The Kingsmen followed Louie Louie with a version of Money, the R&B song written by Tamla founder Berry Gordy and Janie Bradford which was covered by The Beatles and then wonderfully in 1979 by The Flying Lizards. The Kingsmen’s version reached number 16 on Billboard and after that the band never found that difficult third single. The band has continued in one form or another since then. Mike Mitchell was always a member. But Louie Louie lives on. There’s an energetic version by Iggy Pop (well it would be energetic, I suppose) and a lovely version by the highly underrated late 70s new wave band, The Fabulous Poodles (for a long time John Peel’s favourite band).

But I do need to return to Macman’s and my beer-fuelled conversation about The Kinks, so I do not leave you hanging. At the end of Dead End Street there is a trombone solo. I had heard that the story was that when The Kinks were recording Dead End Street they tried several instruments for the solo but none worked. In desperation they repaired to the pub “and returned with an unsuspecting trombone player who Grenville had discovered just as the pub was beginning to close. He had been doing another session nearby and although he was clearly in an inebriated state, [Ray Davies] considered this to be a perfect condition for [his] purpose. The trombonist heard the fade-out once and said, 'Let's go for It. I can still get another pint before they shut.' He recorded a perfect solo in one take and in ten minutes was back in the Mason's Arms better off by a session fee gratefully paid in cash.” I understood that they never even knew his name but Macman’s extensive research suggests that he was called John Matthews though he is not credited. But there you go. That’s what a couple of pints of Cam’s beers can do for you.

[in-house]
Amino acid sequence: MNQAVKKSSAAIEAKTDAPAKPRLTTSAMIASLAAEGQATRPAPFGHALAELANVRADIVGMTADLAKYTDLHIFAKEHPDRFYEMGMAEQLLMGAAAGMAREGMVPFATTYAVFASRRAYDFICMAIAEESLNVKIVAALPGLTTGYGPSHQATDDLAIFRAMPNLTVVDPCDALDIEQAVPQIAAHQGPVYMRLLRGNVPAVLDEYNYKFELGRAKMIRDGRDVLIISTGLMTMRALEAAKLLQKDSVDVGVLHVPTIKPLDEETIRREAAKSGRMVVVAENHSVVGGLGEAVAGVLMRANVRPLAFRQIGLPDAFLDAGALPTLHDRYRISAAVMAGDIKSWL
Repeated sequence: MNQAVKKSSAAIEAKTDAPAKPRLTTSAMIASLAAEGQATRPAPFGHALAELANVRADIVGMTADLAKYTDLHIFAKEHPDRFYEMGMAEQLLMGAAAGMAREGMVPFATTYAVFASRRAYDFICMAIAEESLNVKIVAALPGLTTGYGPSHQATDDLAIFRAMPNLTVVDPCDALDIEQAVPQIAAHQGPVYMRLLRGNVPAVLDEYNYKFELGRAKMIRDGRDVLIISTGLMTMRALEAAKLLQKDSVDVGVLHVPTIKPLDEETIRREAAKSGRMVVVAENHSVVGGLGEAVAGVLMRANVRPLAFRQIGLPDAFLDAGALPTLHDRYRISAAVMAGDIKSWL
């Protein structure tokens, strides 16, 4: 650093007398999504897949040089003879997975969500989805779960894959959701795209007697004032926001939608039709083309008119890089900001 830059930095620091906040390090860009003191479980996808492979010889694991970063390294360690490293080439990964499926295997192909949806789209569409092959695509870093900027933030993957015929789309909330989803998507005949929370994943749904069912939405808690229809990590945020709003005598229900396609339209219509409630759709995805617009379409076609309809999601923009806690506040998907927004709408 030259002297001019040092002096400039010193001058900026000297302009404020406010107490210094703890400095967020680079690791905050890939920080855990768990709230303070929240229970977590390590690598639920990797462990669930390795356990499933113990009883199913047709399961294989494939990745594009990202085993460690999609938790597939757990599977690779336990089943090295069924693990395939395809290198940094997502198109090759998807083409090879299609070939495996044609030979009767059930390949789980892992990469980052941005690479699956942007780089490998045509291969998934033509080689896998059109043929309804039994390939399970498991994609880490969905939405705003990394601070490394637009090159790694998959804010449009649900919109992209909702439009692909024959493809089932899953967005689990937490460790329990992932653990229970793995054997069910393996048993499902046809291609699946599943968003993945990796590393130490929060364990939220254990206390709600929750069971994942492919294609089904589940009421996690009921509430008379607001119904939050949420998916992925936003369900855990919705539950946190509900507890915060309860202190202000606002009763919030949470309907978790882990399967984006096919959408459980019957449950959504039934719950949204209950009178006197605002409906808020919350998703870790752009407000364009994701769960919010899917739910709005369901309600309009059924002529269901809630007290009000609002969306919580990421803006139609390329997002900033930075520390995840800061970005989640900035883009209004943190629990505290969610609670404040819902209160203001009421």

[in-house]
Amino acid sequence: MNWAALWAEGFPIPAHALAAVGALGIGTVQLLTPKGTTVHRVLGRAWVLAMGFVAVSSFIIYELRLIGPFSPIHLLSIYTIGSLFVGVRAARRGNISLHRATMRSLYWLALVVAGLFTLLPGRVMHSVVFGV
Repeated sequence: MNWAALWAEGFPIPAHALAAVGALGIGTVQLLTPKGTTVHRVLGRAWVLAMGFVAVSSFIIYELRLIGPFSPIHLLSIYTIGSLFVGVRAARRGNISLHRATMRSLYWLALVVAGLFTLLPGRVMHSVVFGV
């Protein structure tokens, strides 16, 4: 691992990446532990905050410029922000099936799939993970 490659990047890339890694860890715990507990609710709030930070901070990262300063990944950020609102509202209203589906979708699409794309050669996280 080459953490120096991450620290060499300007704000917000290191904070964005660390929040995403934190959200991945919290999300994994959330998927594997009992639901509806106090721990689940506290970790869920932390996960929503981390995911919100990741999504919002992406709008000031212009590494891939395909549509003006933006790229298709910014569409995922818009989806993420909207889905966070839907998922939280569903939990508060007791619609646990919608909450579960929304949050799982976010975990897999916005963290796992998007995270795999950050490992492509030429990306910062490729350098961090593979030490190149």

And RIP Mike Mitchell. An absolute inspiration.


1. Big Niles Brewing Co. is located at the corner of Mort Avenue and Acacia Close in Dalmeny.

2. The quote about the trombonist is from Ray Davies’ autobiography X-Ray: the unauthorised autobiography (1994).

3. Listen to The Kingsmen’s Louie Louie on Spotify (spotify:track:0iA3xXSkSCiJywKyo1UKjQ).

4. Watch XTC’s unforgettable 1978 performance of Statue of Liberty at


NOTE: Comments were TRIALED - in the end it failed as humans will be humans and it turned into a pile of merde; only contributed to by just a handful who did little to add to the conversation of the issue at hand. Anyone who would like to contribute an opinion are encouraged to send in a Letter to the Editor where it might be considered for publication